I contacted Daniel after McMullan presented me with his concerns. I checked the North Carolina menhaden regulations as there were updated after last summer’s incident. These were updated by a proclamation Daniel issued Dec. 22, 2009, that became effective on Jan. 1, 2010. Daniel said it was issued from a directive of the N.C. Marine Fisheries Commission to clarify what was expected of the menhaden fishery, with special attention given to prevent incidents like last summer’s at Cape Lookout. Daniel said the boundaries used in the proclamation were simply an extension of the North Carolina law governing menhaden fishing off Brunswick County north to Cape Lookout and an extension of the Dare/Currituck County regulations southward to Cape Lookout.

Restrictions make it unlawful to commercially harvest menhaden with a purse seine in North Carolina waters (out to three nautical miles offshore of the beach) from Cape Lookout to the South Carolina border. North of Cape Lookout to the Virginia border, the closure for harvesting menhaden with a purse seine is within one nautical mile of the beach from Jan. 1 to April 31, 1.5 nautical miles of the beach from May 1 to Sept. 30, and .5 nautical miles of the beach from Oct. 1 to Dec. 31. It is allowing menhaden fishing in these state waters from Oct. 1 to Jan. 31 that McMullan would like to see changed.

Daniel explained that the basic parameters of menhaden fishing are governed by a fishery management plan that is approved by the Atlantic States Marine Fisheries Commission (ASMFC) and governs the 13 states on the East Coast. The menhaden fishery is classified as viable throughout the area, so there is no justifiable reason to shut it down completely. He said the N.C. Division of Marine Fisheries consulted with the Beaufort office of the National Marine Fisheries Service regarding the status of menhaden, local depletion concerns and options for management before suggesting options to the N.C. Marine Fisheries Commission. Daniel said he believes the Commission has “Addressed the concerns as best as practicable.

“We are concerned with local depletion issues, and the incident last June was one of those,” Daniel said “That time, the fishermen encircled the entire school and also caught the predators that were feeding on the menhaden, which, in this case, was big red drum. Under the current regulations, no menhaden fishing with purse seines is allowed in state waters south of Cape Lookout. That’s all we can do there. Something like that won’t happen again.

“In the fall and winter, the menhaden schools are much larger north of Cape Lookout,” Daniel said. “Imagine a school of menhaden whose size is represented by an 8-by-10 piece of paper and the menhaden net is represented by a circle the size of a quarter. That’s a pretty good representation of the size of fall schools of menhaden in that area and is why the regulations are relaxed and allow the menhaden boats closer to shore during that time.

“I have a hard time believing a set that size hurts one of these large schools,” Daniels said. “What hurts is sets on small schools right along the beaches, and we have effectively prevented that with the timing and distances in the proclamation.”

Daniel also dispelled rumors that these boats take the menhaden for free and do not contribute anything to North Carolina. He said they must be licensed to operate within state waters, which extend from the beaches out three nautical miles.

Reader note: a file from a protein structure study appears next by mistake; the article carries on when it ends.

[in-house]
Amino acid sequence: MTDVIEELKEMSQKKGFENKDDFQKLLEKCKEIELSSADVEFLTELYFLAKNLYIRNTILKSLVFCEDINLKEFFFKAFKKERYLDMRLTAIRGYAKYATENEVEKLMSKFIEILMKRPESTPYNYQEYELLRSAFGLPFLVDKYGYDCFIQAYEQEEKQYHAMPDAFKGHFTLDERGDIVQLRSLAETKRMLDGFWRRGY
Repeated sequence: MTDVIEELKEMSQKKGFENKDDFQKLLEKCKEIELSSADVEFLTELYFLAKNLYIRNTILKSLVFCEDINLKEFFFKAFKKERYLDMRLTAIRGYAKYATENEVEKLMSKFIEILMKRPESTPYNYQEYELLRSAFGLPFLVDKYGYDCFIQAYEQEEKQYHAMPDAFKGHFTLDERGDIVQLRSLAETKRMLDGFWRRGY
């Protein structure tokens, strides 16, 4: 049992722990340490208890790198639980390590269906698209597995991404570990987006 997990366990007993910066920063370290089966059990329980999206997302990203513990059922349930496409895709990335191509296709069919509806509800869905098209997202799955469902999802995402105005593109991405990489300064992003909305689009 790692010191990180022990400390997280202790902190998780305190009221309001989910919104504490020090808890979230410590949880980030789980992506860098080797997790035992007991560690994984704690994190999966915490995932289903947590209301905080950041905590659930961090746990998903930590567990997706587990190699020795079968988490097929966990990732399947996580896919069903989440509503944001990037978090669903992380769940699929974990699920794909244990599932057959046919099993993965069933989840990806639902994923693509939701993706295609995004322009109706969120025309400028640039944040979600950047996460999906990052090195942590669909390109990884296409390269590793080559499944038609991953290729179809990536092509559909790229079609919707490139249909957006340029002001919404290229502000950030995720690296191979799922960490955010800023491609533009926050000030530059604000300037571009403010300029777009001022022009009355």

According to the N.C. Division of Marine Fisheries website, the following fees are set: Commercial vessels from Virginia pay $200 — the same fee Virginia charges North Carolina vessels. A non-resident menhaden permit is $2 per gross ton, and every boat listed on the Omega Fisheries website exceeds 500 gross tons, with several exceeding 600 gross tons. Spotter planes pay a fee of $100 per license.

Daniel agreed that the menhaden boats do not purchase fuel or food in North Carolina ports, but he pointed out that many North Carolina captains and crew members have gone to work on the Omega Protein boats and in the plant as the North Carolina menhaden operations closed, yet kept their families in North Carolina, particularly in Carteret County. He said the grocery and fuel expenses for the boats don’t come to North Carolina, but many North Carolina families are supported by paychecks from Omega Protein and spend that money in their home state.

For several years, Daniel said, menhaden have been discussed at nearly every N.C. Marine Fisheries Commission meeting, and it is obvious they are important to a lot of people for a variety of reasons. He believes the current regulations are as tight as the state can manage them without totally closing the fishery for no good reason. All state waters south of Cape Lookout are closed, and the waters north of Cape Lookout are managed on a seasonal program designed to allow harvest when numbers are high and protect along the beaches and prevent localized depletion when numbers are low.

I’m not a biologist, but I have some concerns that out-of-state boats are harvesting the primary food source for our winter bluefin. I am also concerned that there are issues with local depletion of menhaden that just aren’t addressed within the ASMFC framework. They manage on a coastwide basis, and I won’t argue that menhaden are a viable fishery coastwide.

However, we certainly had a dismal bluefin season last year after these boats were seen catching menhaden in one of the areas that has held big numbers of bluefin in past years and just before the bluefin should have arrived. The season in the northeast had been good, and local fishermen were counting on bluefin for a positive end to their year — but it didn’t happen. I also wish there was a way to see more of a positive economic impact from these out-of-state menhaden boats working in North Carolina waters.

I salute Daniels and the N.C. Marine Fisheries Commission for the menhaden harvest restrictions they have imposed. I believe we are better off than a few years ago. However, I would like to see some research and hear debate on McMullan’s proposal to delay harvesting the fall menhaden until after the commercial bluefin season has closed. Perhaps this would allow bluefin and menhaden fishermen non-conflicting and full use of the resource.